When a group of activists gained access to private papers from NSP's lawsuit against Westinghouse, they got a rare look at one of the nuclear industry's most serious problems.

At NSP--whose CEO, Howard, once said he didn't think nuclear power had an economic future--things haven't reached that point: Company executives insist that Prairie Island still provides some of the cheapest power in its system. But the steam generator price tag isn't insignificant either: Pearson calculates that the company spends about $2 million every 18 months on repairs and inspections. And NSP recently picked up a whole new set of cracking generators when it merged with Wisconsin Electric Power Co., operator of the Point Beach nuclear plant. The utility is allowed to recoup most of the money for repairs through increases in electricity prices; the company says it will pass the savings from the settlement with Westinghouse on to consumers, but since precise figures aren't public that claim can't be verified.

One theory holds that Westinghouse has been willing to settle with power companies--none of the 17 steam generator suits against it has gone to trial--because it must keep open one of the few markets left for its nuclear division. As prospects for new reactor sales in the U.S. grow dim, manufacturers are left with only two options: selling abroad (a few Asian countries, notably China, have aggressive nuclear energy programs), and selling replacement parts such as new steam generators. As a Westinghouse spokesman offered in the company's sole pronouncement on the NSP settlement, the utility was "a valued customer, and we prefer not to fight with valued customers in court."

Thus, while Westinghouse and the power companies may be at each other's throats in court, they share a fundamental interest--diverting public scrutiny of the steam generator problem. "This litigation is harmful to utilities," a Westinghouse executive warned in a 1993 letter to the Tennessee Valley Authority. "For example, the Union of Concerned Scientists has used the litigation as a vehicle to incorrectly imply that steam generator issues pose health and safety risks to the public. This message has been communicated to the media and to legislators serving in the U.S. House of Representatives and the Senate.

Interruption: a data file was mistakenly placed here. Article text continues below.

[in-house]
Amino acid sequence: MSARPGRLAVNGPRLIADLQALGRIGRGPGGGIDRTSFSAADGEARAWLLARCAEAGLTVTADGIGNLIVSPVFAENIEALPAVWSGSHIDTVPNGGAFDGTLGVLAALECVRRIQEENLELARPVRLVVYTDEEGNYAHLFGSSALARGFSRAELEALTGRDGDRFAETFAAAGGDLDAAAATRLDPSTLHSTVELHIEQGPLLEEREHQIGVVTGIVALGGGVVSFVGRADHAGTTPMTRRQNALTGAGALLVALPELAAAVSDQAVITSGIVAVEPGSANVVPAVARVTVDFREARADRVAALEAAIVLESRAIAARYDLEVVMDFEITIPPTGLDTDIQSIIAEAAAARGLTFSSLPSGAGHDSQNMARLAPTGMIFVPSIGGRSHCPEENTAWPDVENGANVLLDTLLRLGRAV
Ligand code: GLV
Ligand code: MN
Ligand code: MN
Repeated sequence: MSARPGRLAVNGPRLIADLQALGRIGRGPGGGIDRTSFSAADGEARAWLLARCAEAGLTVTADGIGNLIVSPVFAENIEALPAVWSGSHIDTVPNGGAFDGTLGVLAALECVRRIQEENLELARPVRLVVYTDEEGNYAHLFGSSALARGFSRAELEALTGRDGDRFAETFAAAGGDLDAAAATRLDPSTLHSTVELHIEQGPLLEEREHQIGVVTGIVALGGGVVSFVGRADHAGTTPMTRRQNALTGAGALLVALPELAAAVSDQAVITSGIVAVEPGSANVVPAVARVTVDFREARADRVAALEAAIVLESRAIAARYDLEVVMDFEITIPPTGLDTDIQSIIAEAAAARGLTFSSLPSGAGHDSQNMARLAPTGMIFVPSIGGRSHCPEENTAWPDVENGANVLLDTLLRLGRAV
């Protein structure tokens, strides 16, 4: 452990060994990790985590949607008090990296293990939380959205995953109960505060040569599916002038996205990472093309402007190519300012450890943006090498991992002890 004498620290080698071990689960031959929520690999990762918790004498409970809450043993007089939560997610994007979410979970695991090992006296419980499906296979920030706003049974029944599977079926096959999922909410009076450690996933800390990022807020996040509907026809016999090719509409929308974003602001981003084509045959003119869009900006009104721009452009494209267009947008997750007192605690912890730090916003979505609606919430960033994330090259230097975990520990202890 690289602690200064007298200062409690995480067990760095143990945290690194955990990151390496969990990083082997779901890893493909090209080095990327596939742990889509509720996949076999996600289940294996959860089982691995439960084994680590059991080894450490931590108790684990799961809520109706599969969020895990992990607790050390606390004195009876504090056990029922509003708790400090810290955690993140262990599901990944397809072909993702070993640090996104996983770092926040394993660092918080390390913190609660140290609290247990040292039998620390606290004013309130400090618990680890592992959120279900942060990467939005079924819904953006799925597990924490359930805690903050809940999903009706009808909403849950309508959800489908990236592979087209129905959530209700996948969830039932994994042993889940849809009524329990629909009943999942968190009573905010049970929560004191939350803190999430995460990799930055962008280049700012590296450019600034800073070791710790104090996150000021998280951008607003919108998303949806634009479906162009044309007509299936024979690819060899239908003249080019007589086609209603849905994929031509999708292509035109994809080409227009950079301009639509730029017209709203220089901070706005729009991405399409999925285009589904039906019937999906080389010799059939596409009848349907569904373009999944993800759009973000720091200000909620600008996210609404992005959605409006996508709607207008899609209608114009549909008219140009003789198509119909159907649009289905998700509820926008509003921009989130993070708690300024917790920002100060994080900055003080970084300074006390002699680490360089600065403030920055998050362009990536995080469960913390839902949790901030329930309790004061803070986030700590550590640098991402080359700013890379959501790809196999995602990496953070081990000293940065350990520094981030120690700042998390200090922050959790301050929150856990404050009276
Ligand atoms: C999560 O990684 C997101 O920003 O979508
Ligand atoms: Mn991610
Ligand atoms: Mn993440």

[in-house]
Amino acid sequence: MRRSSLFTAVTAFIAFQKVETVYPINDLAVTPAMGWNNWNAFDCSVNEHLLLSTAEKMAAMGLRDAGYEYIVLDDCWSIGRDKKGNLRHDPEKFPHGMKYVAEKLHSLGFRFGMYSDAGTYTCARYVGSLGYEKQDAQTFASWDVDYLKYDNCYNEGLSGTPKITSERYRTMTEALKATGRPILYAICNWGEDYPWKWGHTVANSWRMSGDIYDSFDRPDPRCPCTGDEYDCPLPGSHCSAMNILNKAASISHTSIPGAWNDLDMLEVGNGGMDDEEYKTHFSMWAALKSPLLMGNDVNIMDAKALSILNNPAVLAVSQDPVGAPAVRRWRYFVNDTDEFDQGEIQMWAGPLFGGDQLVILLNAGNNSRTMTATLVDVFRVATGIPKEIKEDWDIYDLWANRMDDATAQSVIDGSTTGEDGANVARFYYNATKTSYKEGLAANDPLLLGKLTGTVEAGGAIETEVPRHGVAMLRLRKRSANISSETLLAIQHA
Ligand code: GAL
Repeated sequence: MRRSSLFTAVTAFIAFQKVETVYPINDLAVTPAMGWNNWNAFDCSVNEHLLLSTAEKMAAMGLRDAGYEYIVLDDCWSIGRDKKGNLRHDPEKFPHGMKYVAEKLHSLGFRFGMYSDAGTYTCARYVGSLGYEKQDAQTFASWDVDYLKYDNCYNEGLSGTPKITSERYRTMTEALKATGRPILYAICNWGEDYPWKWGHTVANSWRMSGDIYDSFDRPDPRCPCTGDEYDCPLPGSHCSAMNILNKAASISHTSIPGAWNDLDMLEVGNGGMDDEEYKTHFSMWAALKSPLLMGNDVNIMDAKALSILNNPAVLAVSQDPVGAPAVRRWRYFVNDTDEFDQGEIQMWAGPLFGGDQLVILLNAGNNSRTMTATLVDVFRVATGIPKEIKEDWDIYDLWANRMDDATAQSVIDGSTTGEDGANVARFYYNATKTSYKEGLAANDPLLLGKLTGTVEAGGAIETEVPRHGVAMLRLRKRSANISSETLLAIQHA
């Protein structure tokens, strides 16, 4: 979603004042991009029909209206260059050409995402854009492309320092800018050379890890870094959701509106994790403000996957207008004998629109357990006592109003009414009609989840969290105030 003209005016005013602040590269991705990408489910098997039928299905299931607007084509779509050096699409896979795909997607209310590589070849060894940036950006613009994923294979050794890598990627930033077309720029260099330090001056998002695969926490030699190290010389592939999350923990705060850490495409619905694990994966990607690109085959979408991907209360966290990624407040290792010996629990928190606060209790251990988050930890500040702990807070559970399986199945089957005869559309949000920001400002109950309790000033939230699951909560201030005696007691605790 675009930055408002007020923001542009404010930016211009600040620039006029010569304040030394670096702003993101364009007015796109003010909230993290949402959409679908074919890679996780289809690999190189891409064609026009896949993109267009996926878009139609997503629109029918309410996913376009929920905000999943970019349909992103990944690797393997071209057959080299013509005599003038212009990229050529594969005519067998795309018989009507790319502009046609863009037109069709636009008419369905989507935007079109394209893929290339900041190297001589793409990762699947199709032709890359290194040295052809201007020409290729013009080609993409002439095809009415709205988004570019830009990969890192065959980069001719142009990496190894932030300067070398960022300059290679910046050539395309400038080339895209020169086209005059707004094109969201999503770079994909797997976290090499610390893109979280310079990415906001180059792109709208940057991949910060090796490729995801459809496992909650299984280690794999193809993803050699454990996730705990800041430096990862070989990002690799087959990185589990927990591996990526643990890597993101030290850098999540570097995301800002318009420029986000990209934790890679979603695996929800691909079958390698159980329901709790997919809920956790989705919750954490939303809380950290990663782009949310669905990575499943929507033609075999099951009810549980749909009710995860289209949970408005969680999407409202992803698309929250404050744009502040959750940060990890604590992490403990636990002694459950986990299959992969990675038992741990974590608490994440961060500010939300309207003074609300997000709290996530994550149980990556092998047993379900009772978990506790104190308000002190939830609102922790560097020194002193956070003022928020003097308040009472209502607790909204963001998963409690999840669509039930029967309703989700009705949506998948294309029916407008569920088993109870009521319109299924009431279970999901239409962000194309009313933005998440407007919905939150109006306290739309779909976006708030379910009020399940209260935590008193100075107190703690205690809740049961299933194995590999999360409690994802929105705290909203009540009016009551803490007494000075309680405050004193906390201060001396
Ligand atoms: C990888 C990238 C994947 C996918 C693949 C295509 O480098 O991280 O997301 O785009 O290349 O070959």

"If the current litigation process proceeds through the public trial stage, we will have created a platform for those opposed to nuclear power to unfairly attack both the safety and economics of operating nuclear power plants. The public spectacle that steam generator trials will create will further threaten the nuclear power option for the future of our nation."

Right now, it doesn't look as if the public will get much of a spectacle out of the NSP case. The utility abruptly and unilaterally terminated the Prairie Island Coalition's discovery in January, saying the allotted time had run out. Magistrate Noel rejected that idea and slapped the utility with a $2,000 fine. Yet by March, NSP won a ruling from U.S. District Court Judge James Rosenbaum that even the possibility of a settlement made further discovery "moot." The coalition, he said, couldn't even get documents NSP had been ordered to release almost a year before. The group is fighting that ruling in the Eighth District Court of Appeals.

Even without the 14,000-or-so pages it's still trying to get, the coalition has its work cut out. Most of its 60,000-page cache has yet to be reviewed in any detail; a troupe of volunteers expect to be at it for at least the rest of the year.

It's hard to say what they'll find. Many of the documents reviewed so far are highly technical and routine in nature, day-to-day notations of industrial practice. Two years in, Drew says he's only beginning to see the outlines of a bigger picture. "The overwhelming sense you get is of a huge industry dealing with a very dangerous technology which they're working very hard to keep from going awry--and at the same time working very hard to keep the public from knowing that they have to work so hard to keep it from going awry. And I wonder when it's going to catch up with them. I think it'll be during my lifetime." He's 72.

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